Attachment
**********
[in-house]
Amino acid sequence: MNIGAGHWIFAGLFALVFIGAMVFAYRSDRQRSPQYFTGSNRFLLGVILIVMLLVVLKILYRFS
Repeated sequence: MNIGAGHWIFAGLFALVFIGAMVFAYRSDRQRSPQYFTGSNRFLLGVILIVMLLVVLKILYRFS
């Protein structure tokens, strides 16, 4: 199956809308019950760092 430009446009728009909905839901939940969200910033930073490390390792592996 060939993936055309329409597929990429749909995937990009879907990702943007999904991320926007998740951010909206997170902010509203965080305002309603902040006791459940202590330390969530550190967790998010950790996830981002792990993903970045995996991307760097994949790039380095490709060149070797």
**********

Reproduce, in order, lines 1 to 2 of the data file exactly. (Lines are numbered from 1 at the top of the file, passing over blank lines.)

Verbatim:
[in-house]
Amino acid sequence: MNIGAGHWIFAGLFALVFIGAMVFAYRSDRQRSPQYFTGSNRFLLGVILIVMLLVVLKILYRFS